Aging and Sleep: How Sleep Changes as We Get Older

written by / June 14, 2019
Aging and Sleep - Featured

The aging process entails a number of changes that affect both our body and mind. And sleep is no exception. As people get older, they tend to have more sleep problems than when they were younger. The elderly usually have trouble falling asleep and wake up more often during the night.

So what are the most common sleep problems that come with age? Why do they occur? And what kind of effects do they have on our health?

Keep on reading to find out. We’ll try to cover the topic of aging and sleep in great detail. But first, let’s see why sleep is so important.

The Benefits of a Good Night’s Rest

A night of restful sleep is vital for our mental and physical health. Although we usually tend to take it for granted, both our quantity and quality of sleep greatly impact our quality of life. It keeps us healthy, boosts our immune system, improves our heart health, and prevents cancer. But that’s not all. It also enhances our memory and learning capacities. Unfortunately, the way our sleep changes with age can result in a number of negative consequences.

It’s a well-known fact that a lack of sleep can have numerous adverse effects on our wellbeing. People with sleep problems are at a higher risk of chronic illness. Some studies found that sleep deprivation is associated with an increased risk of type 2 diabetes and cardiovascular disease. In addition, when you don’t get enough sleep, you’re less productive and have difficulty concentrating. Feeling sleepy during the day can make you anxious and nervous. As you can see, a change in one’s sleep pattern causes numerous problems affecting your normal daytime functions.

Even if you sleep the recommended 7–9 hours a night, you may wake up feeling unrested.

This is because in order to feel refreshed and energized in the morning, you need to get quality sleep. Let me try to explain this. When we doze off, we go through several different stages of sleep. Unless we spend enough time in the “deep sleep” stage, our body and mind don’t have an opportunity to fully recover.

How Much Sleep Do You Need by Age?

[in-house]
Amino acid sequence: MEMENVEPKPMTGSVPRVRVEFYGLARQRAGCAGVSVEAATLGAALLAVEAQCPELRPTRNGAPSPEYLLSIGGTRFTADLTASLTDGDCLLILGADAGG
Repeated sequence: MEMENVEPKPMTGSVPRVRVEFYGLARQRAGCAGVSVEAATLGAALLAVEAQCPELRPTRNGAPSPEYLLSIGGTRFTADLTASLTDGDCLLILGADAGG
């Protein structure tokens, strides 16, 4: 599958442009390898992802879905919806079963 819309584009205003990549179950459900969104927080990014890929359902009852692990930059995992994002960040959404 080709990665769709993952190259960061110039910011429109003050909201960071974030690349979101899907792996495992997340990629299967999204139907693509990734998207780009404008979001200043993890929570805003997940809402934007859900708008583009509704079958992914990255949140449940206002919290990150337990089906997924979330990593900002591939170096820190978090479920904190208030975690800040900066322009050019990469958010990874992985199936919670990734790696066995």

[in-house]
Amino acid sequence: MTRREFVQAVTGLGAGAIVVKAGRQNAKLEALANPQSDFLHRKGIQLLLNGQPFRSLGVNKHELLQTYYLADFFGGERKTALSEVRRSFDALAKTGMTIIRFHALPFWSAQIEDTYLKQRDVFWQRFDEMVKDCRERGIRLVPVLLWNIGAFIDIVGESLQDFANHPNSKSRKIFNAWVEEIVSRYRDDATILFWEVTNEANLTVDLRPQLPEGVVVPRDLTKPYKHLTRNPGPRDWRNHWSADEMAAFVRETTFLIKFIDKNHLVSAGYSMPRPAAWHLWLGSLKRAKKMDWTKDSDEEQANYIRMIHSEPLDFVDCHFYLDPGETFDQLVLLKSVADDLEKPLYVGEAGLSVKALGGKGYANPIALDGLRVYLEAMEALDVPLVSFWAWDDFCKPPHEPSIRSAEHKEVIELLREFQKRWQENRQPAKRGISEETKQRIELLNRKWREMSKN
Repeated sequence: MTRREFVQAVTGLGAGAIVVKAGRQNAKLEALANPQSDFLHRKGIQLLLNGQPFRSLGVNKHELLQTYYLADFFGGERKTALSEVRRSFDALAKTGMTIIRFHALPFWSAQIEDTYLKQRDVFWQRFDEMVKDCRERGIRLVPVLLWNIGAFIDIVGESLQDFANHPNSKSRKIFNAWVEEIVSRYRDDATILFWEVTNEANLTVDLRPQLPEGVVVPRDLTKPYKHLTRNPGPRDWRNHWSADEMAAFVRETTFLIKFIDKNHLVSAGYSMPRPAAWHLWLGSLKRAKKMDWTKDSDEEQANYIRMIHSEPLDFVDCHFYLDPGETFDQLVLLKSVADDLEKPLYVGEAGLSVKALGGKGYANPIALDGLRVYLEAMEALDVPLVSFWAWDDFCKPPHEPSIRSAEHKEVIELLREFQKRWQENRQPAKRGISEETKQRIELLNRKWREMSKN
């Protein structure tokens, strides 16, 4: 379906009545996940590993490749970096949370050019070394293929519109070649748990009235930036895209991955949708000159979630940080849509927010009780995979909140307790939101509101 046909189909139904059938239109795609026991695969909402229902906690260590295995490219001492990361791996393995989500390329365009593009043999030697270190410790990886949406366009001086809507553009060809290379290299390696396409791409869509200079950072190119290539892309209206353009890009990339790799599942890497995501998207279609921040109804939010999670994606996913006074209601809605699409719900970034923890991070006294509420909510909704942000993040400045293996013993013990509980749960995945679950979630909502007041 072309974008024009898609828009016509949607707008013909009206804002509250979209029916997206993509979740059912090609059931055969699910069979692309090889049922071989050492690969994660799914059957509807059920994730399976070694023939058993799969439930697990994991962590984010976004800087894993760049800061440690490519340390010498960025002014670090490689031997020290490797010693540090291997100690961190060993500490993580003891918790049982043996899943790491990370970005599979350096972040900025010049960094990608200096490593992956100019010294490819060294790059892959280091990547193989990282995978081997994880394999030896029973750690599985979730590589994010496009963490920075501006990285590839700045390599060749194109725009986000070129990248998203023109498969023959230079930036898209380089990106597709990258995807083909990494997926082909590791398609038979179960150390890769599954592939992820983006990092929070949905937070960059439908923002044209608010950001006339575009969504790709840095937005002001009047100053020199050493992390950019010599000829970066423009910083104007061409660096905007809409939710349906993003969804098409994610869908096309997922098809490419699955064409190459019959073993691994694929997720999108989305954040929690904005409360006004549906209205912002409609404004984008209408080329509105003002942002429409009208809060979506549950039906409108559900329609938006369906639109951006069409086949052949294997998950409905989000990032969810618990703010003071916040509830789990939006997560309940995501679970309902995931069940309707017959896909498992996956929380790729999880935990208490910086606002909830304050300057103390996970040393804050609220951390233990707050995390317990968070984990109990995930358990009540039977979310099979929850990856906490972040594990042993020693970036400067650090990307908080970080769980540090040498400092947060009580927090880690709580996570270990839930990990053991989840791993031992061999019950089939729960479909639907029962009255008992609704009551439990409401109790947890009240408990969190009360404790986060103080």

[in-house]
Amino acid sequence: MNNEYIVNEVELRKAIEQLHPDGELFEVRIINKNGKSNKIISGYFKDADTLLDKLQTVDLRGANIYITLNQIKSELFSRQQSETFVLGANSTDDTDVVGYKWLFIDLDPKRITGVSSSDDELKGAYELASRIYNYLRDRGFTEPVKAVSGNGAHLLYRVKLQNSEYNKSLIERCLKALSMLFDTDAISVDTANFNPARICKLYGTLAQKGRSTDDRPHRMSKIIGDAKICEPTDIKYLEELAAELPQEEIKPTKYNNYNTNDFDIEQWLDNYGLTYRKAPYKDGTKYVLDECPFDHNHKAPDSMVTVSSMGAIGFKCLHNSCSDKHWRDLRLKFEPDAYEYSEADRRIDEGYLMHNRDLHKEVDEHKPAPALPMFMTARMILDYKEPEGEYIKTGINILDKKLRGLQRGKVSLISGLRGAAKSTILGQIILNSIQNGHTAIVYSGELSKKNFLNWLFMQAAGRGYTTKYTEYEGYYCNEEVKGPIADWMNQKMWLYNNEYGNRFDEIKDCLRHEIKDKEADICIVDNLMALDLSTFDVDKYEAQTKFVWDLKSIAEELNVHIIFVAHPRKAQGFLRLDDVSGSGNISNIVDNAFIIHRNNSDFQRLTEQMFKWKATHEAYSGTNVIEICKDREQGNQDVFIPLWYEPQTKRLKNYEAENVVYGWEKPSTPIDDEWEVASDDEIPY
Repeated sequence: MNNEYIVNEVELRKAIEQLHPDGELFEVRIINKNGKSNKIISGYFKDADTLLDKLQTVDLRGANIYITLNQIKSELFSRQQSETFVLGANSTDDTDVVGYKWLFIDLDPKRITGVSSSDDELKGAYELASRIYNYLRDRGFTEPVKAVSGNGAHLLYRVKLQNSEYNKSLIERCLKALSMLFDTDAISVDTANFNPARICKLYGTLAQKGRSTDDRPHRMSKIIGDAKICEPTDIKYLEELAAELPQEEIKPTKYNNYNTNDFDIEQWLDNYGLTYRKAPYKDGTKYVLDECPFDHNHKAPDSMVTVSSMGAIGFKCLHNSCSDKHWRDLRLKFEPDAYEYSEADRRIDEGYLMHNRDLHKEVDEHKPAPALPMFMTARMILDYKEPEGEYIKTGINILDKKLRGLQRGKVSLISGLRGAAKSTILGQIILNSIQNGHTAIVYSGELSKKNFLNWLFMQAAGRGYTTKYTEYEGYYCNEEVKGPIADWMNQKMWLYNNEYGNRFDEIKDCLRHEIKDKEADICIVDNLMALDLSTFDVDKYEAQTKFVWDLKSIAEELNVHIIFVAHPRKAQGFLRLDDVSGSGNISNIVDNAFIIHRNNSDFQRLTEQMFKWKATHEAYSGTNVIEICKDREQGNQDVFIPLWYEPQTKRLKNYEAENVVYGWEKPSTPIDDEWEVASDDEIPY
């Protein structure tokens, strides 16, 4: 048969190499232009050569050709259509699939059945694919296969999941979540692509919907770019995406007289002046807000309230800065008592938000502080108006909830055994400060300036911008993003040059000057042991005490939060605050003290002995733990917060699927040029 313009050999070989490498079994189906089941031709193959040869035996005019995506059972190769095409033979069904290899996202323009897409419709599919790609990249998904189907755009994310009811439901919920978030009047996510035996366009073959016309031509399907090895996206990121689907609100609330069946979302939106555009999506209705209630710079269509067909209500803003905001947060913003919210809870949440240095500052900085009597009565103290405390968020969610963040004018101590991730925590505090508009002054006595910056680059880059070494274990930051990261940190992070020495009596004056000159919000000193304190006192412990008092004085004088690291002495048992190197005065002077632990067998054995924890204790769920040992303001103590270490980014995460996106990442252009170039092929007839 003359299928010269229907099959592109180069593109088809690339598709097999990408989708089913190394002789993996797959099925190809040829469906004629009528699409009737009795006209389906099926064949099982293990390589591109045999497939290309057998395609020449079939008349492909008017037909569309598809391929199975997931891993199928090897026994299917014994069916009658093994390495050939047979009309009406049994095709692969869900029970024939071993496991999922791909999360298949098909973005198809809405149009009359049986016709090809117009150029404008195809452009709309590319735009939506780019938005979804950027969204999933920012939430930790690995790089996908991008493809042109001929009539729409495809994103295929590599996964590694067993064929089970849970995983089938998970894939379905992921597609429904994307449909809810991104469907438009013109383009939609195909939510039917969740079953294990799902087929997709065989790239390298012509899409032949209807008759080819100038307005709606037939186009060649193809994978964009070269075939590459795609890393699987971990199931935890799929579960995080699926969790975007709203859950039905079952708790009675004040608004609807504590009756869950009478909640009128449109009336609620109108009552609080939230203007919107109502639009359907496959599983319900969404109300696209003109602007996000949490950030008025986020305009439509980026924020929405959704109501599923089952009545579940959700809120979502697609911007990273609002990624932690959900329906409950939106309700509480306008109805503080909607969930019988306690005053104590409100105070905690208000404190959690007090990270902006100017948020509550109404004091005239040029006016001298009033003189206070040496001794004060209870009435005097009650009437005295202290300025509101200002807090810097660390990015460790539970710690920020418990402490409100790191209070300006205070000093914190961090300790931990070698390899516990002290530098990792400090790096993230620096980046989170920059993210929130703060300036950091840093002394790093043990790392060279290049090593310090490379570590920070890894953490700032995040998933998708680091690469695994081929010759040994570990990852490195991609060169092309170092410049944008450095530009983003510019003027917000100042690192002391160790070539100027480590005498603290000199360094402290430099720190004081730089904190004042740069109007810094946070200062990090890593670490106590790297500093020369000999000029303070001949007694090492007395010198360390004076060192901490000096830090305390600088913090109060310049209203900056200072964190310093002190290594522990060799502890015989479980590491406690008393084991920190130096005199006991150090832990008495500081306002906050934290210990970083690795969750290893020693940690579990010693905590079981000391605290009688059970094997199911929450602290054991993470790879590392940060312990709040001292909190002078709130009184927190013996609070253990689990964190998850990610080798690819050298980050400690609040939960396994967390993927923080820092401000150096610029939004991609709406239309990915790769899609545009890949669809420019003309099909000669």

Most people assume that seniors need less sleep than younger adults. However, that’s not true. Throughout our adulthood, we need a similar amount of sleep. Nevertheless, older people tend to sleep less than the recommended 7–9 hours. Insomnia statistics support this claim, showing that 44% of the elderly experience insomnia symptoms at least a few times a week. Below you can see the current recommendations provided by the National Sleep Foundation regarding the adequate sleep duration based on age. Here you can find the answer to “How much sleep does a 70-year-old need?” and similar questions.

Age Sleep Duration
Newborns (0–3 months) 14–17 hours
Infants (4–11 months) 12–15 hours
Toddlers (1–2 years) 11–14 hours
Preschoolers (3–5 years) 10–13 hours
School-age children (6–13 years) 9–11 hours
Teenagers (14–17 years) 8–10 hours
Young adults (18–25 years) 7–9 hours
Adults (26–65 years) 7–9 hours
Older adults (65+) 7–8 hours

As you can see, newborns need more sleep than the rest of us and this sleep duration gradually decreases with age. However, after their teens, most people need between 7 and 9 hours to function at their best.

How Your Sleep Can Change with Age

When studying the relationship between sleep and aging, we notice that sleep patterns usually change with age. Older people tend to have trouble falling asleep and also usually wake up earlier in the morning. As a result, the time they spend asleep decreases slightly.

In addition, most seniors are light sleepers who frequently wake up during the night. One of the reasons they easily wake up is that they spend less time in the “deep sleep” stage. Since their nighttime rest is often disrupted, the elderly don’t always get all the health benefits that a sound restorative night’s sleep can provide.

Along with changes in their sleep patterns, the elderly suffer from sleep disorders as well. As we already mentioned, many of them experience insomnia symptoms on a regular basis. Moreover, some sleep disorders, such as sleep apnea, are more prevalent among older people.

How Sleep Deprivation Affects Your Wellbeing

Aging and Sleep - Changes

Since most people start experiencing sleep difficulties as they get older, they usually don’t get enough quality sleep. Not only do they tend to sleep less, but their night’s rest isn’t as restorative as it should be. Therefore, even seniors who get enough hours of sleep at night might feel sleepy during the day. That’s why we’ll briefly talk about the consequences of lack of sleep in the elderly, which generally don’t differ much from the typical effects of sleep deprivation.

They can include the following:

  • Excessive daytime sleepiness
  • Anxiety and irritability
  • Reduced productivity and an inability to concentrate
  • Memory problems
  • Increased risk of depression
  • An impaired immune system that can lead to frequent infections
  • Increased risk of type 2 diabetes, high blood pressure, cardiovascular disease, Alzheimer’s disease, and certain cancers
  • Weight gain

These are just some of the adverse effects of sleep deprivation on our health. As you can see, aging and sleep problems can lead to much more serious issues than just feeling sluggish during the day.

Causes of Sleep Problems

There are several reasons you might experience sleep problems as you get older. Some are typical for one’s age and health, and others can be the result of lifestyle changes.

Common Causes